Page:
Challenges 2020, 11, 19 6 of 23 of awe activates the areas of the brain associated with imagination . Induction of awe directs attention toward the external environment, increases feelings of oneness to other (unknown) humans, increases willingness to volunteer, increases subsequent desire to spend time in creative pursuits, decreases materialism and increases connectedness to nature and pro-ecological behavior [30–32]. Importantly, awe induction through dramatic Earth-from-space videos has been shown to promote humility (an approach to life that minimizes ego and values accurate self-awareness ) which, in turn is linked to enhanced social relationship qualities and reduced arrogance, entitlement and narcissism . We can only speculate on the ways in which the contemporary research on awe applies to the events that are now five decades in the past, or the extent to which Earthrise induced awe, and spiked emotions to contribute to social movements in the US. What we do know is that just sixteen months after Earthrise, the first Earth Day brought thousands of North Americans into the streets and lecture halls, which in turn sparked multinational Earth Day events in the years that followed . While the inaugural Earth Day is now often viewed as mostly an anti-pollution and anti-environmental toxin crusade, the organizers and primary speakers at the time did not see it that way. On this score there is no speculation. In the months following Earth Day, the organizers published their own talks along with those of more than fifty of the primary speakers. We share their often-forgotten voices here to make this important point: Senator Gaylord Nelson, widely attributed as the founder of the inaugural Earth Day, said “our goal is an environment of decency, quality, and mutual respect for all other human creatures and for all other living creatures. An environment without ugliness, without ghettos, without discrimination, without hunger, without poverty, and without war”. His colleague, Senator Walter Mondale, added that “the crisis of environmental decay is clearly bound to the crises of poverty, blight, racism, war, and economic injustices. The [current] ‘environment’ is a culture that seems to value quantity over quality; self-interest, convenience and expediency above the beauty and mystery of nature”. National Earth Day coordinator Denis Hayes said on the day that “what we are trying to do is an affirmation of life. We have to change people’s values” . He pointed out that “we’re spending insanely large sums on military hardware instead of eliminating hunger and poverty. We squander our resources on moon dust while people live in wretched housing. We still waste lives and money on a war that we should never have entered and should get out of immediately” . His colleague Barbara Reid, also leading the Earth Day coordination, echoed the sentiment: “Pollution is not our only problem. We must not succumb to those who hope that concern with the environment will turn us away from Vietnam or civil rights. Pure water will not wash away the stain of an immoral war. Clean air will not dispel the odor of a society that tells only the poorest among us to ask what they can do for their country”. In his Earth Day address, noted civil rights leader Channing E. Phillips said “I’m here tonight not because we’re changing issues in the middle of the stream, but out of a deep conviction that racial injustice, war, urban blight and environmental [abuse] have a common denominator in our exploitive economic system. And that as you pursue your legitimate concern with pollution of our environment, you will discover that our basic problem is pollution of the mind—a value system that uses the profit motive not as fuel which moves us along, but as a compass that determines our direction” . Writing in the New York Times in July 1969, novelist and social commentator Kurt Vonnegut, Jr., eluded to Earthrise. He wrote that the “Earth is such a pretty blue and pink and white pearl in the pictures NASA sent me. It looks so clean. You can’t see the all the hungry, angry earthlings down there—and the smoke and the sewage and trash and sophisticated weaponry” . That became an oft-repeated pull quote, but Vonnegut’s sentences immediately following the quote describe the socioeconomic realities central to the Earth Day mission: “I flew over Appalachia the other day—about 500 miles an hour and five miles up. Life is said to be horrible down there in many places, but it looked like the Garden of Eden to me. I was a rich guy, way up in the sky, munching dry-roasted peanuts and sipping gin” .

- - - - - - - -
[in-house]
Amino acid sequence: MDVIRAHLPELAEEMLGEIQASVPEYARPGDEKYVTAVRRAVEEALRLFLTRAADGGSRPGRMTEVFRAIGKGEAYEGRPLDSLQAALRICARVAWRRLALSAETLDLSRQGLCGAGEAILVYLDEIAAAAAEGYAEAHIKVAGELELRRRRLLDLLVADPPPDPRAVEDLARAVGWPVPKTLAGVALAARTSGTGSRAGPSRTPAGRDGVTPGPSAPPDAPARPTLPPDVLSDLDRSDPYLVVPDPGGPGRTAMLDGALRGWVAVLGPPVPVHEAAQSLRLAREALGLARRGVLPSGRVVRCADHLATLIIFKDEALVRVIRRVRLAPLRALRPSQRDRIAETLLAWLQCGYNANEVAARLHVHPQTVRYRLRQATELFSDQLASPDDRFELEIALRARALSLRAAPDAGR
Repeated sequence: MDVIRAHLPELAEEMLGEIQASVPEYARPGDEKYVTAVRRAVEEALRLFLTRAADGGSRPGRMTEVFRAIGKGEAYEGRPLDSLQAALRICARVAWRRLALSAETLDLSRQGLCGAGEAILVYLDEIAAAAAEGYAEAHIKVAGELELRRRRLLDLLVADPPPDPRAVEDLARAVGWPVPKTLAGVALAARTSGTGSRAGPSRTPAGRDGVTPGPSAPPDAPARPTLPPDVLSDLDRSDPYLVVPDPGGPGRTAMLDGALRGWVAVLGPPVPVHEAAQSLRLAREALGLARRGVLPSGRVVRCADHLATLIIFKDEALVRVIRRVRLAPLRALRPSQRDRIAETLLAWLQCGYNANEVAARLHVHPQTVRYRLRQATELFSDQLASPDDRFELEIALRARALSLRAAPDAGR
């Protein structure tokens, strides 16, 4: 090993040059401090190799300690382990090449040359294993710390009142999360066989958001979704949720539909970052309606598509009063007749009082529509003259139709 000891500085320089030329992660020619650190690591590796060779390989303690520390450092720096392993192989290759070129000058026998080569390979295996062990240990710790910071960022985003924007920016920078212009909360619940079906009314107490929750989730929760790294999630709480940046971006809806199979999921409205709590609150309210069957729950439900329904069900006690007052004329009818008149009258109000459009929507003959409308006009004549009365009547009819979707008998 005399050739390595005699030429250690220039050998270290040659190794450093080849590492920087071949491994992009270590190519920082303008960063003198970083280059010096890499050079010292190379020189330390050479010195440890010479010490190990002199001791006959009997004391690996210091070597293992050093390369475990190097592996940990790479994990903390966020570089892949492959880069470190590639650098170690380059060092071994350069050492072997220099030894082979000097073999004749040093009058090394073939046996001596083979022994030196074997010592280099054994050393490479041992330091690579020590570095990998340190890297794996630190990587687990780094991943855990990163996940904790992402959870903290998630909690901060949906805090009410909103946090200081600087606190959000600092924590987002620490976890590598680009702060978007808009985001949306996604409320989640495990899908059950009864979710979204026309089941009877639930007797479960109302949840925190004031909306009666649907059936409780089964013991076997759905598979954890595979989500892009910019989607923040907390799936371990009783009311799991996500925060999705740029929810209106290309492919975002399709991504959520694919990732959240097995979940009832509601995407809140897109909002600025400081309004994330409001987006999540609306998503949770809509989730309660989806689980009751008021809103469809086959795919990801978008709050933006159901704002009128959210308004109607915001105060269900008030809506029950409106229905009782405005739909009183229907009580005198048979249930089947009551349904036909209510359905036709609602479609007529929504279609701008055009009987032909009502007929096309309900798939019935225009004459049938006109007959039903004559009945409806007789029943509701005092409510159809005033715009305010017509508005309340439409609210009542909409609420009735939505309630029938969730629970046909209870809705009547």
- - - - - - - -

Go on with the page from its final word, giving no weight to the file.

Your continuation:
Challenges 2020, 11, 19 7 of 23 Even the Apollo 8 astronauts, who may not have anticipated entering such philosophical discussion when they first left orbit (Figure 4), soon echoed the public sentiment. “The moon was so desolate, so uninviting...the view of the Earth from the moon fascinated me. It was hard to think that that little thing [visible Challenges Earth] 2020, 11, x FORheld PEERso many problems. Raging nationalistic interests, famines, wars, pestilence REVIEW 7 of 23 don’t show from that distance”, said Frank Borman . Figure 4. Leaving the problems of the Earth behind. As the Apollo 8 mission blasted through the Figure 4. Leaving the problems of the Earth behind. As the Apollo 8 mission blasted through the Earth’s atmosphere, it held dreams of new frontiers not unlike visions of ‘terraforming’ Mars today. Earth’s atmosphere, it held dreams of new frontiers not unlike visions of ‘terraforming’ Mars today. In the multibillion-dollar search for new worlds, none anticipated that history would soon be changed In the multibillion-dollar search for new worlds, none anticipated that history would soon be changed by nineteen cents worth of film and an unscheduled photograph of Earth, inspiring how we might by nineteen cents worth of film and an unscheduled photograph of Earth, inspiring how we might better live on our own planet. Art by S.L.P inspired by video footage transmitted from the 1968 Apollo better live on our own planet. Art by S.L.P inspired by video footage transmitted from the 1968 Apollo 8. mission. 8. mission. As Earth Day celebrates its 50th anniversary, there is no question that many aspects of the total As Earthhave environment Day improved celebrates dramatically its 50th anniversary, since itsthere is no question inaugural that many ‘march’ forward. aspects Clean Air ofandtheClean total environment Water acts have havebeenimproved passed.dramatically There is much sinceto its inaugural celebrate. ‘march’ forward. However, Clean as described Air and below, it isClean also easy to argue that many interrelated problems are even more pressing today—particularly the easy Water acts have been passed. There is much to celebrate. However, as described below, it is also less to argue that many interrelated problems are even more pressing publicized aims of the Earth Day organizers. By its 20th anniversary, in 1990, Earth Day had become today—particularly the less publicized aims of the Earth Day organizers. By its 20th anniversary, in an exercise in consumerism, an opportunity to introduce unlimited product “choices” and new flavors 1990, Earth Day had become ansoy of exercise in consumerism, ice-cream; Time magazinean opportunity called Earth Dayto1990 introduce unlimited a “commercial producta “choices” mugging”, fanfare thatand new appeals flavors “to of soy ice-cream; the abbreviated AmericanTimeattention magazinespan called withEartha hugeDay24-h 1990dose a “commercial mugging”, of stunts, palaver a fanfare and celebrity that appeals “to the abbreviated American attention span with a huge hoo-ha” . Therein lies the rub. Scholars have pointed out that there has been a proliferation 24-h dose of stunts, palaver of choices that represent no real choice, “we have become mere consumer citizens, furiously makinga and celebrity hoo-ha” . Therein lies the rub. Scholars have pointed out that there has been proliferation choices at the of choices that micro-level, represent signifying no real. nothing” choice, “we have become mere consumer citizens, furiously making choices at the micro-level, signifying Forty years after the Earthrise photo, Apollo 8 astronaut nothing”James. Lovell summed up the initial Forty years exuberance and the after the Earthrise resultant return to photo, Apollo 8 astronaut an unacceptable normalcy: James “We Lovell summed didn’t know up the of the impact initial the exuberance and the resultant return to an unacceptable normalcy: “We flight on people of the world until we got back...[at the time] people felt that the space program didn’t know the impact ofput the flight on people of the world until we got back...[at the time] people felt human problems in perspective and that humanity would change as a result. But the mind forgets very that the space program put humanand easily, problems not too in longperspective after that and thatgot people humanity back to the would waychange as abefore—wars they lived result. But the andmind forgets disruption very easily, and and human cruelty” . not too long after that people got back to the way they lived before—wars and disruption and human cruelty” . 4. Anthropocene Syndrome—Race for the Cure 4. Anthropocene Syndrome—Race for the Cure The term “Anthropocene Syndrome” has been used to describe the wicked, interrelated challenges of our The term time. “Anthropocene These include, butSyndrome” are not limitedhas to, been used tobiodiversity grotesque describe the wicked, losses, interrelated climate change, challenges of our time. These include, but are not limited to, grotesque environmental degradation, resource depletion, global burden of non-communicable diseases (NCDs), biodiversity losses, climate change, environmental degradation, resource depletion, global health inequalities, social injustices, the spread of ultra-processed foods, over-consumption andburden of non-communicable diseases . incivility (NCDs), health inequalities, social injustices, the spread of ultra-processed foods, over- consumption Virtually and all ofincivility . the symptoms of Anthropocene Syndrome—its grand challenges—are held in place by a neoliberal ideologyofthat Virtually all of the symptoms Anthropocene ignores the Syndrome—its underlying systemsgrand challenges—are of causation held in [44,45]. placecurrent The by a neoliberal coronavirus ideology that ignores (COVID-19) the underlying pandemic is unmasking systems of causationand disadvantage [44,45]. The current precariousness; coronavirus (COVID-19) pandemic is unmasking disadvantage the early bumper-sticker slogan “COVID does not discriminate” turns out to be a dangerous and precariousness; the early bumper-sticker slogan “COVID does not discriminate” turns out to be a dangerous myth ; individuals with pre-existing NCDs (the burden of global NCDs are shouldered by the disadvantaged ) are more susceptible to severe illness and mortality [48–50] (Figure 5).